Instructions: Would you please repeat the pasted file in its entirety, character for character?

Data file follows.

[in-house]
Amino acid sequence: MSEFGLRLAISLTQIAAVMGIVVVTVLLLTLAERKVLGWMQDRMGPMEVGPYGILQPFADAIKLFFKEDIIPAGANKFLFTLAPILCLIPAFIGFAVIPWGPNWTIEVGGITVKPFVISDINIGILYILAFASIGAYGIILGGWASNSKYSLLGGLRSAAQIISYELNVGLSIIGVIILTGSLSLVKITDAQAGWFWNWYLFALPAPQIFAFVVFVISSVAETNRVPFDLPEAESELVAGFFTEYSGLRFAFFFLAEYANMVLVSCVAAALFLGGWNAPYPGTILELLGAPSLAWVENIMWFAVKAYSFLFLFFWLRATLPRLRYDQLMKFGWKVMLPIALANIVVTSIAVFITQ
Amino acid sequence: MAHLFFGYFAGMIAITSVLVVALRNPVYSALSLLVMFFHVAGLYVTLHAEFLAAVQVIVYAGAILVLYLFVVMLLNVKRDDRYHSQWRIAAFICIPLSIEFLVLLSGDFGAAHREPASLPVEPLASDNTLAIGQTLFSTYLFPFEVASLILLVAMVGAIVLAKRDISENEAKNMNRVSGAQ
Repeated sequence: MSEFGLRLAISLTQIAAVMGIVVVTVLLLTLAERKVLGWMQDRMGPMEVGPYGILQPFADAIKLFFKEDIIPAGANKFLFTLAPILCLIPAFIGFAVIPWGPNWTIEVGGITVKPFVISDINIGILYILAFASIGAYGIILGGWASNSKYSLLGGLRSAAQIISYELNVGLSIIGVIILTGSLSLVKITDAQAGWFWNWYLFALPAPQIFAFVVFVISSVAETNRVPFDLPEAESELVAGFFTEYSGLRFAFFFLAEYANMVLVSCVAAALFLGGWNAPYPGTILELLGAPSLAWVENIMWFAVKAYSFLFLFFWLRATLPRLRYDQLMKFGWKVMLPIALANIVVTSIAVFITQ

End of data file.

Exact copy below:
[in-house]
Amino acid sequence: MSEFGLRLAISLTQIAAVMGIVVVTVLLLTLAERKVLGWMQDRMGPMEVGPYGILQPFADAIKLFFKEDIIPAGANKFLFTLAPILCLIPAFIGFAVIPWGPNWTIEVGGITVKPFVISDINIGILYILAFASIGAYGIILGGWASNSKYSLLGGLRSAAQIISYELNVGLSIIGVIILTGSLSLVKITDAQAGWFWNWYLFALPAPQIFAFVVFVISSVAETNRVPFDLPEAESELVAGFFTEYSGLRFAFFFLAEYANMVLVSCVAAALFLGGWNAPYPGTILELLGAPSLAWVENIMWFAVKAYSFLFLFFWLRATLPRLRYDQLMKFGWKVMLPIALANIVVTSIAVFITQ
Amino acid sequence: MAHLFFGYFAGMIAITSVLVVALRNPVYSALSLLVMFFHVAGLYVTLHAEFLAAVQVIVYAGAILVLYLFVVMLLNVKRDDRYHSQWRIAAFICIPLSIEFLVLLSGDFGAAHREPASLPVEPLASDNTLAIGQTLFSTYLFPFEVASLILLVAMVGAIVLAKRDISENEAKNMNRVSGAQ
Repeated sequence: MSEFGLRLAISLTQIAAVMGIVVVTVLLLTLAERKVLGWMQDRMGPMEVGPYGILQPFADAIKLFFKEDIIPAGANKFLFTLAPILCLIPAFIGFAVIPWGPNWTIEVGGITVKPFVISDINIGILYILAFASIGAYGIILGGWASNSKYSLLGGLRSAAQIISYELNVGLSIIGVIILTGSLSLVKITDAQAGWFWNWYLFALPAPQIFAFVVFVISSVAETNRVPFDLPEAESELVAGFFTEYSGLRFAFFFLAEYANMVLVSCVAAALFLGGWNAPYPGTILELLGAPSLAWVENIMWFAVKAYSFLFLFFWLRATLPRLRYDQLMKFGWKVMLPIALANIVVTSIAVFITQ